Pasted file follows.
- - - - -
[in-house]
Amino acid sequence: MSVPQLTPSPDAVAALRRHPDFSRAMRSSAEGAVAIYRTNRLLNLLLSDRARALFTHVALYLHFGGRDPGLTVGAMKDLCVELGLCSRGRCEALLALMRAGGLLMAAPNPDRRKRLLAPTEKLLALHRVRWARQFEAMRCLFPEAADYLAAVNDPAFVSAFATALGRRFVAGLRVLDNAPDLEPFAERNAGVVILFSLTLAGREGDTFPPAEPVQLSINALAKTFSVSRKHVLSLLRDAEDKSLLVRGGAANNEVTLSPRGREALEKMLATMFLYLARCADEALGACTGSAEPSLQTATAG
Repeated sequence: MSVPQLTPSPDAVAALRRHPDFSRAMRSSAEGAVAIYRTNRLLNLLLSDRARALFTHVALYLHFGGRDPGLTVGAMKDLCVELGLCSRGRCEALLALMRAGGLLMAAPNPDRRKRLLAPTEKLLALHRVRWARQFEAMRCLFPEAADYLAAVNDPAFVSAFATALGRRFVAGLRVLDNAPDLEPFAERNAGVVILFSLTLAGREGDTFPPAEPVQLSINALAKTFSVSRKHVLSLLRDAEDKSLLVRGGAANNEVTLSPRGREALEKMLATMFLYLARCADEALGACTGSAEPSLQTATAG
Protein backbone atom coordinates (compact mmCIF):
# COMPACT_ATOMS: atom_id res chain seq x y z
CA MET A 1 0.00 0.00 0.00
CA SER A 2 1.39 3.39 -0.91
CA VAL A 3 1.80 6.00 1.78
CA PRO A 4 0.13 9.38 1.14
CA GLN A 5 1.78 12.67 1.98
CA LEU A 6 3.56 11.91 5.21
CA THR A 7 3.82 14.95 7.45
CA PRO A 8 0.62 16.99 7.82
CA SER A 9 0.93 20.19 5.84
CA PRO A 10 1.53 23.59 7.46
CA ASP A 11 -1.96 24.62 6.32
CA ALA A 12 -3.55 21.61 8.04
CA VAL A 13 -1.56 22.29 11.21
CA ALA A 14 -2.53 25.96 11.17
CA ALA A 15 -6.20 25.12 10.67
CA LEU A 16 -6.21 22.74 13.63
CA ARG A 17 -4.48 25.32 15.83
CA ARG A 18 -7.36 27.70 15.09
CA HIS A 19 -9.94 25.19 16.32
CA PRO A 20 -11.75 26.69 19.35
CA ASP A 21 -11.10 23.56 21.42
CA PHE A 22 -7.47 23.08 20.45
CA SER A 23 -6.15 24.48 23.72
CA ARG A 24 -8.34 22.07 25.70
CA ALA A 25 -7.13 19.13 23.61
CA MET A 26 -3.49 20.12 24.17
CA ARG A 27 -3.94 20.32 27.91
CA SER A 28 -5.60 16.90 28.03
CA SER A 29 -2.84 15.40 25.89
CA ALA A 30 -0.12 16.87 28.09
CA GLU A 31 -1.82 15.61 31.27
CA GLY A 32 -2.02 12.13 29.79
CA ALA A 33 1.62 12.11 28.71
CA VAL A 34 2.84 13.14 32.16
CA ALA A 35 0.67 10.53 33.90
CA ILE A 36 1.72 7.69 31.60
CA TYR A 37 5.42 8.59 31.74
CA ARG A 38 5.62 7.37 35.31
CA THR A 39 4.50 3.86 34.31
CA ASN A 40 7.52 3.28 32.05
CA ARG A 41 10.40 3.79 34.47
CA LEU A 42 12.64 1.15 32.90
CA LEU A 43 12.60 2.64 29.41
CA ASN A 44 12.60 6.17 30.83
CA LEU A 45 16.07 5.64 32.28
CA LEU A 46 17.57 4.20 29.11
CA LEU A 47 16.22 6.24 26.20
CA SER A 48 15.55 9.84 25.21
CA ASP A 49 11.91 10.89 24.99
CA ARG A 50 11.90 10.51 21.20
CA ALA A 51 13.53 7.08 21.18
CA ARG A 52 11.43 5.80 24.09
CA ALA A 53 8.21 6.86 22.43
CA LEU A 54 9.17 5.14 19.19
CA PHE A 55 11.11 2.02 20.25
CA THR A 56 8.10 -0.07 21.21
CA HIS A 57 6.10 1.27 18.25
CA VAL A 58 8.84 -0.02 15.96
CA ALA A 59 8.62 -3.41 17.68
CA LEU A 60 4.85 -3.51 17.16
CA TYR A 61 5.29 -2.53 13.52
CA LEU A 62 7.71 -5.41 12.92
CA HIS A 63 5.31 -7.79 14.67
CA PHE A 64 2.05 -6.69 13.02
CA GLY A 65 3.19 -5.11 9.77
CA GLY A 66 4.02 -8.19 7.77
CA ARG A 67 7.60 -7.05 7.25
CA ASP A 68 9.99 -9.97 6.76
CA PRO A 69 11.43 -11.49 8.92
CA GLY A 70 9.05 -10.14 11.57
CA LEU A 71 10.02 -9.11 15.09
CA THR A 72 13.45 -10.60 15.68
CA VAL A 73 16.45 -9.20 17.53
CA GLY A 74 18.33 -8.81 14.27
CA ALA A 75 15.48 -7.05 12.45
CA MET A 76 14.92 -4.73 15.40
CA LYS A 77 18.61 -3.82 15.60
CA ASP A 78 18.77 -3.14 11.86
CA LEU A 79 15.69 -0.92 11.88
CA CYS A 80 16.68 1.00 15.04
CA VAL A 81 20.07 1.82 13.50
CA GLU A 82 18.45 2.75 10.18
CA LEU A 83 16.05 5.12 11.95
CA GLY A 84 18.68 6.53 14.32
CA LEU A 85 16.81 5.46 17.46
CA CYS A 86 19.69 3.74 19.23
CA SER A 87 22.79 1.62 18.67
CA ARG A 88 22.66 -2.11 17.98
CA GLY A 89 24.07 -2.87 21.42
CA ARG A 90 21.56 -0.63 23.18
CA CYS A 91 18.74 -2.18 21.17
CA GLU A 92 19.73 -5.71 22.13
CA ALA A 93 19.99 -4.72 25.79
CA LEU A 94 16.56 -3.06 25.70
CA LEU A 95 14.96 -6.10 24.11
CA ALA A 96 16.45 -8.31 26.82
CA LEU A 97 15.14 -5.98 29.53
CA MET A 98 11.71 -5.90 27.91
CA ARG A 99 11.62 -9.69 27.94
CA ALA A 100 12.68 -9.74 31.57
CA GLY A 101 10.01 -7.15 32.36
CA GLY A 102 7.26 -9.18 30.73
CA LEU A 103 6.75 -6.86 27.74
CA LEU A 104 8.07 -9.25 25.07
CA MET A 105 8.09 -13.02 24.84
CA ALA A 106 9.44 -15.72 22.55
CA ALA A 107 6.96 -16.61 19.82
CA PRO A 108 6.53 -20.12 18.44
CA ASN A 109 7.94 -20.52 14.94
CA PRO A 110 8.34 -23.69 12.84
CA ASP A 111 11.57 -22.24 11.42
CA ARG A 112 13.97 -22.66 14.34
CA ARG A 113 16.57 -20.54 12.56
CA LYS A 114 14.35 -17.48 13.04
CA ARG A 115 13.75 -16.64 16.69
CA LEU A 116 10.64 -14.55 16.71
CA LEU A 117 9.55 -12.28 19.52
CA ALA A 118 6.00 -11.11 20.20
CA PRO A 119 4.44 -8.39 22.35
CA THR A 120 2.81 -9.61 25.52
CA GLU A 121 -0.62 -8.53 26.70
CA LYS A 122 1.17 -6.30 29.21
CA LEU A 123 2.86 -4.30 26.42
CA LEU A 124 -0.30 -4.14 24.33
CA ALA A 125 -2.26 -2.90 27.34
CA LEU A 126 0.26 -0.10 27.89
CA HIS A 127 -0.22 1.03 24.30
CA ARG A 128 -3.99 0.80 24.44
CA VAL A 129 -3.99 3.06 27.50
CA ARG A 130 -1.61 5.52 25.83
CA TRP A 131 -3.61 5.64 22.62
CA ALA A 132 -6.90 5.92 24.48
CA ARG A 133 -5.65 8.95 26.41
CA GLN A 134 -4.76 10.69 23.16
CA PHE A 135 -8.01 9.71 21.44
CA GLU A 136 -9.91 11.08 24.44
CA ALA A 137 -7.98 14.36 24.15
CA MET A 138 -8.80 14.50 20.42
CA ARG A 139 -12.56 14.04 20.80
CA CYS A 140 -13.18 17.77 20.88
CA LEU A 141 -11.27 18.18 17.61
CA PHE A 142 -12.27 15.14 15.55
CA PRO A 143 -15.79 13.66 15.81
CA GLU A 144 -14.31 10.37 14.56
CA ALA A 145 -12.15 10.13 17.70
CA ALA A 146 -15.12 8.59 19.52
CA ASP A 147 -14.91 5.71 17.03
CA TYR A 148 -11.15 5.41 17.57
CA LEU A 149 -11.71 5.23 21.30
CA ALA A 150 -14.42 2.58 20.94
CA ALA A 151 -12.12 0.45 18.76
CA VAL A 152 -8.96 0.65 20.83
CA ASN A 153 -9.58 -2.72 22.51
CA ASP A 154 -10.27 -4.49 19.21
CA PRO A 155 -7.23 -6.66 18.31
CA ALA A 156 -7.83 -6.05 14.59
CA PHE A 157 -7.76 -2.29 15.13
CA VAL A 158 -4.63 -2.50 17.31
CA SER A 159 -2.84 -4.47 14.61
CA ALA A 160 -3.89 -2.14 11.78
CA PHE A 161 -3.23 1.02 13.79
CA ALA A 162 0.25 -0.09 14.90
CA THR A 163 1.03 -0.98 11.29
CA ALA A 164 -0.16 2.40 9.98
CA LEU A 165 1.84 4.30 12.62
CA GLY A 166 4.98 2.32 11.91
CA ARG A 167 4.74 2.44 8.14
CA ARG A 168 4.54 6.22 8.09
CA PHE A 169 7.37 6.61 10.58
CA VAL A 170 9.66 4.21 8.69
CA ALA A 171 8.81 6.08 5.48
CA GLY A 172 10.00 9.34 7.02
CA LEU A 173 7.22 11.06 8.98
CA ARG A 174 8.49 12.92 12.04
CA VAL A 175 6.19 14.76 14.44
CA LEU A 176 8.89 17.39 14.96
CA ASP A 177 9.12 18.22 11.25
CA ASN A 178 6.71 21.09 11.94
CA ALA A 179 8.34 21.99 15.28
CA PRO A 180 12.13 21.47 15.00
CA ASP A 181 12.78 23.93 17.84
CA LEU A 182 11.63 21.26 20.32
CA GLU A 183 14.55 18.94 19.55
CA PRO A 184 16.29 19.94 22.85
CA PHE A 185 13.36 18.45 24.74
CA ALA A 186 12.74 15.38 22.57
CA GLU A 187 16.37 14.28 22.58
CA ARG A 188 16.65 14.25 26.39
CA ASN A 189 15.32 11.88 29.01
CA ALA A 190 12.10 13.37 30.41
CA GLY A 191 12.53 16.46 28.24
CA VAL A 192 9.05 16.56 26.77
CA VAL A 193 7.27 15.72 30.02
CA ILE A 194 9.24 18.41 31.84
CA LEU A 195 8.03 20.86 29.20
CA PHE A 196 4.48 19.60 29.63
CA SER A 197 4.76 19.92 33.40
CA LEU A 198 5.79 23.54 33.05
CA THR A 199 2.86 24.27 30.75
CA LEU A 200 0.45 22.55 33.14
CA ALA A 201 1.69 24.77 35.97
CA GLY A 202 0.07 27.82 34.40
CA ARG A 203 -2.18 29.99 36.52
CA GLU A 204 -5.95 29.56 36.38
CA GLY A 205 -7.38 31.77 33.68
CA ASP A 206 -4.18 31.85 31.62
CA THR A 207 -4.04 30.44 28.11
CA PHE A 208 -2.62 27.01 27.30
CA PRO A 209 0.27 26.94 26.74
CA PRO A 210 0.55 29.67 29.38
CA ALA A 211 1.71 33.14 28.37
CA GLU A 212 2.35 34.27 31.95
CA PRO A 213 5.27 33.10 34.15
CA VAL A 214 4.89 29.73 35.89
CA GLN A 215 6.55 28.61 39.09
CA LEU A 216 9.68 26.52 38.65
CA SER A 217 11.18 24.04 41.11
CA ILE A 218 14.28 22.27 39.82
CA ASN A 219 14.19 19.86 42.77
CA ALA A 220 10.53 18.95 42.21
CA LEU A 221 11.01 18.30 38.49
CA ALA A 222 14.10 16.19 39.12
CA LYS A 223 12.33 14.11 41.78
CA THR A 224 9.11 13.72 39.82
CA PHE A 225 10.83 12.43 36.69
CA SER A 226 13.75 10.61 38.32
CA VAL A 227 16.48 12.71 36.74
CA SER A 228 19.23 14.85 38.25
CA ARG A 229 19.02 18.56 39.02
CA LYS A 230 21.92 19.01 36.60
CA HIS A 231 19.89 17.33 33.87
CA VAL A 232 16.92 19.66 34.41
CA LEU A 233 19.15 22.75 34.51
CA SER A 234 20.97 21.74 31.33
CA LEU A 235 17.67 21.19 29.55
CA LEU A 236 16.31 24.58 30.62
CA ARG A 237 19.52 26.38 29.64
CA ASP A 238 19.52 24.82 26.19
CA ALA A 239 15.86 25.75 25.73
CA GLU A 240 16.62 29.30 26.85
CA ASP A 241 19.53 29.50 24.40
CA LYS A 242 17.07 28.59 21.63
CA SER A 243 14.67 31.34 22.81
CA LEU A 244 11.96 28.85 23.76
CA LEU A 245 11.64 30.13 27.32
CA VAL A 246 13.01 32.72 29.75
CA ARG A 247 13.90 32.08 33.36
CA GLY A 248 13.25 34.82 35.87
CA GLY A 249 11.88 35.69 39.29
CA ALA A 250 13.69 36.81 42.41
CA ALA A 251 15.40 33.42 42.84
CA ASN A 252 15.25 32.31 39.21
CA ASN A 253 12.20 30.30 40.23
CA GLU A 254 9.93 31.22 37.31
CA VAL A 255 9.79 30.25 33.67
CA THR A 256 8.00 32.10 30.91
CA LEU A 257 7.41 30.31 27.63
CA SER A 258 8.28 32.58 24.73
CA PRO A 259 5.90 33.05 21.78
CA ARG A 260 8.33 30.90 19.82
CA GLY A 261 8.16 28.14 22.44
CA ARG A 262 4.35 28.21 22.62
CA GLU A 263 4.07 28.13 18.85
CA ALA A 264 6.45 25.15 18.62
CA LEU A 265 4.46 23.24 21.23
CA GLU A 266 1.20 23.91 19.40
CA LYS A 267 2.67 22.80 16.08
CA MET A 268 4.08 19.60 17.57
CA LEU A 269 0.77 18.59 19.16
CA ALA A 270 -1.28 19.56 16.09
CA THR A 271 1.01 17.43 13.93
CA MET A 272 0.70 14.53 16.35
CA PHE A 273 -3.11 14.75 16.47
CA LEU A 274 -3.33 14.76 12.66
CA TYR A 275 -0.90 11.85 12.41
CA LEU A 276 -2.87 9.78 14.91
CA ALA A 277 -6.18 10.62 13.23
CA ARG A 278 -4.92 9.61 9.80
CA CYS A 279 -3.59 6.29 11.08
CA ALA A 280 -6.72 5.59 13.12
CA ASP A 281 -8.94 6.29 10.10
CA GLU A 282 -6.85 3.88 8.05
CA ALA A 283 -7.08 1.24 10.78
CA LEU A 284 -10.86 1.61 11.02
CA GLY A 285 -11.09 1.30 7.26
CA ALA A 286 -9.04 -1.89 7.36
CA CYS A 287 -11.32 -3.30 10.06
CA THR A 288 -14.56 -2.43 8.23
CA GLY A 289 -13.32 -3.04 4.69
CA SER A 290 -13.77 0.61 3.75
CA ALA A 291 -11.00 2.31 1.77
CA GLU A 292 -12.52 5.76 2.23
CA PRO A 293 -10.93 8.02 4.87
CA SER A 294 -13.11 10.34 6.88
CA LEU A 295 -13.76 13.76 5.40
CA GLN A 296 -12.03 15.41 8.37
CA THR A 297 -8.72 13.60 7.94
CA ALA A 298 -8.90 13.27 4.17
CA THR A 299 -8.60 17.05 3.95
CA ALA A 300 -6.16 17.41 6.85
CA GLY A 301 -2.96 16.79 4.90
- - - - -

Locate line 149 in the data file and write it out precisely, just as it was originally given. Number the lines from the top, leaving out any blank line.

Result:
CA GLU A 144 -14.31 10.37 14.56